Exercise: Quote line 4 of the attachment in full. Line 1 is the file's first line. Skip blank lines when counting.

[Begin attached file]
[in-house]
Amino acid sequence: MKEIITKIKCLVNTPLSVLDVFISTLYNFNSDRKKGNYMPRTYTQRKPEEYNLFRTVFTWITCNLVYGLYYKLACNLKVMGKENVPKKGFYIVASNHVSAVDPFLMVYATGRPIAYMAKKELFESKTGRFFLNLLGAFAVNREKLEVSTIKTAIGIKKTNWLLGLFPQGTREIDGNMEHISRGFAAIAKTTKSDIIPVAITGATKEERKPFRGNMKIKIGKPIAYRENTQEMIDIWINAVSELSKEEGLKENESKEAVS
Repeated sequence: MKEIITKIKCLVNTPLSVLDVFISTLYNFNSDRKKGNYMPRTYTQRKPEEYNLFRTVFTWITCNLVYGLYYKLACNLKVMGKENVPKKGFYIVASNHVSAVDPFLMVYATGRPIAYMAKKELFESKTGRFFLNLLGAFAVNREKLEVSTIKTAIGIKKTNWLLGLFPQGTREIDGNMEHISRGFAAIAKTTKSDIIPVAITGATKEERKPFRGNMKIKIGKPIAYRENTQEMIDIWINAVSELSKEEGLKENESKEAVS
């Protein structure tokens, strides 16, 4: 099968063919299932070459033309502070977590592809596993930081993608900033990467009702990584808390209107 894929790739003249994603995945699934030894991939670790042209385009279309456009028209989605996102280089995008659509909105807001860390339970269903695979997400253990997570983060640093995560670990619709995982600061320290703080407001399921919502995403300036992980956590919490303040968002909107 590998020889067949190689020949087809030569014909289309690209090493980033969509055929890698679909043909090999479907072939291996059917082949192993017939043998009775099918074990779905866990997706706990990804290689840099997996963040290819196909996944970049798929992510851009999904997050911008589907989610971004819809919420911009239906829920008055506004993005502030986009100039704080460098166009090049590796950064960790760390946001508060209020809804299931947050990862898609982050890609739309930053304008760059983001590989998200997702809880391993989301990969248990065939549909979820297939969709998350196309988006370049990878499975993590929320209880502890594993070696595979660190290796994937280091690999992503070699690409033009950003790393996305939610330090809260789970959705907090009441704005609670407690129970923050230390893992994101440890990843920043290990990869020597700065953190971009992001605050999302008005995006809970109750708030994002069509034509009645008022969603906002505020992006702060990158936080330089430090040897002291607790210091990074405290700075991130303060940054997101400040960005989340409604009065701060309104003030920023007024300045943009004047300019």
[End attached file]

């Protein structure tokens, strides 16, 4: 099968063919299932070459033309502070977590592809596993930081993608900033990467009702990584808390209107 894929790739003249994603995945699934030894991939670790042209385009279309456009028209989605996102280089995008659509909105807001860390339970269903695979997400253990997570983060640093995560670990619709995982600061320290703080407001399921919502995403300036992980956590919490303040968002909107 590998020889067949190689020949087809030569014909289309690209090493980033969509055929890698679909043909090999479907072939291996059917082949192993017939043998009775099918074990779905866990997706706990990804290689840099997996963040290819196909996944970049798929992510851009999904997050911008589907989610971004819809919420911009239906829920008055506004993005502030986009100039704080460098166009090049590796950064960790760390946001508060209020809804299931947050990862898609982050890609739309930053304008760059983001590989998200997702809880391993989301990969248990065939549909979820297939969709998350196309988006370049990878499975993590929320209880502890594993070696595979660190290796994937280091690999992503070699690409033009950003790393996305939610330090809260789970959705907090009441704005609670407690129970923050230390893992994101440890990843920043290990990869020597700065953190971009992001605050999302008005995006809970109750708030994002069509034509009645008022969603906002505020992006702060990158936080330089430090040897002291607790210091990074405290700075991130303060940054997101400040960005989340409604009065701060309104003030920023007024300045943009004047300019």